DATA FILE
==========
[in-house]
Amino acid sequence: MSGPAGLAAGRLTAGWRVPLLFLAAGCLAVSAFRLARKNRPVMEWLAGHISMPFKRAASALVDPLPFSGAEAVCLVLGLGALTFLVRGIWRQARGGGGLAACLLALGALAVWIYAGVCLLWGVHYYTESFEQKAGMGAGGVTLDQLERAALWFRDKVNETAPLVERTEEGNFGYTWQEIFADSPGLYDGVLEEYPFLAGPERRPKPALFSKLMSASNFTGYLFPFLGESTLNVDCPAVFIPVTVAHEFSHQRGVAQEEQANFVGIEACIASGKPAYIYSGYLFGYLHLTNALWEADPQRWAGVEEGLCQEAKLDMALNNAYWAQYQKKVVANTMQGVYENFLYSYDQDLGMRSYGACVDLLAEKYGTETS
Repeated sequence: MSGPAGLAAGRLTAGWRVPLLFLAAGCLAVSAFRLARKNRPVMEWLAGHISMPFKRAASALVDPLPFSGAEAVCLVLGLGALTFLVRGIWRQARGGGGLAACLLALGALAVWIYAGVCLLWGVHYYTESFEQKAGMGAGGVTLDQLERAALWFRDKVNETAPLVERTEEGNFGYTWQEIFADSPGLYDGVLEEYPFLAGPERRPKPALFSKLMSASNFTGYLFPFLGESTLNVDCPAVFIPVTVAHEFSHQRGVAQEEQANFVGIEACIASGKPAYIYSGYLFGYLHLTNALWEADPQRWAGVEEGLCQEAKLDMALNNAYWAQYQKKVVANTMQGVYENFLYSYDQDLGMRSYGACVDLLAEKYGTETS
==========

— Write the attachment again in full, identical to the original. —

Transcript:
[in-house]
Amino acid sequence: MSGPAGLAAGRLTAGWRVPLLFLAAGCLAVSAFRLARKNRPVMEWLAGHISMPFKRAASALVDPLPFSGAEAVCLVLGLGALTFLVRGIWRQARGGGGLAACLLALGALAVWIYAGVCLLWGVHYYTESFEQKAGMGAGGVTLDQLERAALWFRDKVNETAPLVERTEEGNFGYTWQEIFADSPGLYDGVLEEYPFLAGPERRPKPALFSKLMSASNFTGYLFPFLGESTLNVDCPAVFIPVTVAHEFSHQRGVAQEEQANFVGIEACIASGKPAYIYSGYLFGYLHLTNALWEADPQRWAGVEEGLCQEAKLDMALNNAYWAQYQKKVVANTMQGVYENFLYSYDQDLGMRSYGACVDLLAEKYGTETS
Repeated sequence: MSGPAGLAAGRLTAGWRVPLLFLAAGCLAVSAFRLARKNRPVMEWLAGHISMPFKRAASALVDPLPFSGAEAVCLVLGLGALTFLVRGIWRQARGGGGLAACLLALGALAVWIYAGVCLLWGVHYYTESFEQKAGMGAGGVTLDQLERAALWFRDKVNETAPLVERTEEGNFGYTWQEIFADSPGLYDGVLEEYPFLAGPERRPKPALFSKLMSASNFTGYLFPFLGESTLNVDCPAVFIPVTVAHEFSHQRGVAQEEQANFVGIEACIASGKPAYIYSGYLFGYLHLTNALWEADPQRWAGVEEGLCQEAKLDMALNNAYWAQYQKKVVANTMQGVYENFLYSYDQDLGMRSYGACVDLLAEKYGTETS